ANKARA (Associated Press)–According to news reports–Turkey’s prime minister told an Iraqi leader Wednesday that Iraq’s neighbors would get involved to prevent the country’s breakup along ethnic lines–and that Kurds would be stopped if they pursue ambitions to control oil-rich areas in northern Iraq.
Turkey has become increasingly concerned with Kurdish desires to create a federal Kurdish entity in northern Iraq–fearing such a move would inspire its own Kurdish population to rekindle a 15-year insurgency that ended in 1999. Iran and Syria–which also have Kurdish populations–have similar concerns.
"If Iraq moves toward disintegration–neighbors will get involved. Both Syria and Iran think the same way," Anatolia quoted Prime Minister Recep Tayyip Erdogan as saying. He did not say what Turkey’s neighbors would consider doing.
Erdogan made the commen’s in a meeting with Abdel-Aziz al-Hakim–a member of the US-backed Iraqi Governing Council who was in Ankara for talks on the future of Iraq. Hakim later told reporters he was "united with Turkey over Iraq’s future and stability."
As the Governing Council hammers out details of a new government for Iraq–Iraqi Kurdish leaders are asking for greater autonomy for the north and a federal Iraq based on two ethnic states.
Although Iraqi Kurdish leaders are not asking for independence–Turkey fears that increased autonomy and states based on ethnic identity will encourage separatism. The United States has said Iraq should not be divided after the US-led coalition authority leaves.
Erdogan had recently met with Syrian President Bashar Assad–and Turkish Foreign Minister Abdullah Gul visited Iran last week.
On Tuesday night–Barham Saleh–a leader of one of the main Iraqi Kurdish groups in Iraq–pressed for a Kurdish region in a federal Iraq during an interview with private Turkish news channel NTV.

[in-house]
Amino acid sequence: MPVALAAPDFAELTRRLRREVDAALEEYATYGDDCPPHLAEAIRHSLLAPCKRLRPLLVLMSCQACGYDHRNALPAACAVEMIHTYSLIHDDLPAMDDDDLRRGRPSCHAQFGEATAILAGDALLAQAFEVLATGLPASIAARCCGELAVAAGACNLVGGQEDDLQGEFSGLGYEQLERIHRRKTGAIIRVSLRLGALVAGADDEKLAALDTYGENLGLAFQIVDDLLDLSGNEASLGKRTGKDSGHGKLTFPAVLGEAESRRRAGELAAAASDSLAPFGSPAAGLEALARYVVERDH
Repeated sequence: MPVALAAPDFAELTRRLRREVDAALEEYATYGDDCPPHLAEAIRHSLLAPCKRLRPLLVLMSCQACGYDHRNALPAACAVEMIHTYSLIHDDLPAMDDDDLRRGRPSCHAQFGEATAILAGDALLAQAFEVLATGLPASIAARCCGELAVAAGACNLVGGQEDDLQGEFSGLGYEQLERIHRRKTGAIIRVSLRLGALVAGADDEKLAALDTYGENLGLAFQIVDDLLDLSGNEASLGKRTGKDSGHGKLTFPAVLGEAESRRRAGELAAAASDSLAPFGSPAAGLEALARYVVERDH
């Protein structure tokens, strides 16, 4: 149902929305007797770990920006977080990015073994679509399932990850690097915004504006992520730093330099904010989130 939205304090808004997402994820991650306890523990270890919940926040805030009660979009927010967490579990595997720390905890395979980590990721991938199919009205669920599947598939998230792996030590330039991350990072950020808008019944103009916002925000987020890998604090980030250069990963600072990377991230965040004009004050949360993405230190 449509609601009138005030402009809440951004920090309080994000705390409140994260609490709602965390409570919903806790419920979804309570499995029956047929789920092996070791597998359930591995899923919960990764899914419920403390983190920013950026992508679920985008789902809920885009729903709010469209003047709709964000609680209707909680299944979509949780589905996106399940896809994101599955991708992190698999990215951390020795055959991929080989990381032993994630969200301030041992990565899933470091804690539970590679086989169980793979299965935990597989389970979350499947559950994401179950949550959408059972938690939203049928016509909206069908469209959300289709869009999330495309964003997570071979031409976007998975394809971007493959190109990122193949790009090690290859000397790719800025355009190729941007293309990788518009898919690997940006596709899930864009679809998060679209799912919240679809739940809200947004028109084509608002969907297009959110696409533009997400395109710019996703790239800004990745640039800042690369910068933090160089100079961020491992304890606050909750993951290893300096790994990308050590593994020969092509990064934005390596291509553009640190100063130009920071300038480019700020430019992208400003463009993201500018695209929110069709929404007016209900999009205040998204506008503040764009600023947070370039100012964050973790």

"Everyone wants a federal system in Iraq. There is a Kurdistan there. This is a de facto situation…We are independent from the rest of Iraq," Saleh told NTV.
Saleh angered Turkish officials by saying that Kirkuk–an oil-rich region in northern Iraq–was part of the Kurdish entity.
"Within a federal Iraq–there will be a region called Kurdistan. And Kirkuk is part of Kurdistan. It is part of our history and identity," Saleh said.
Erdogan said Kurds were trying to put the oil-rich areas in northern Iraq under their control. Iraqi Kurdish fighters moved into the city after the collapse of Saddam Hussein regime–and Turkey fears that control over its resources would make any independent state more viable.
"This should not be allowed," Erdogan said at the meeting–according to Anatolia. "Kurds playing with fire must be prevented."
The Kurdish region of Iraq stretches from the north almost to the country’s center. It was under US and British protection during Saddam’s rule and remains semiautonomous.
Kurds make up about 20 percent of Iraq’s population. The number of Kurds in Iraq has been estimated at 2 million to 5 million people.
Erdogan is scheduled to meet with President Bush in Washington later this month and expected to insist that Iraq remain united.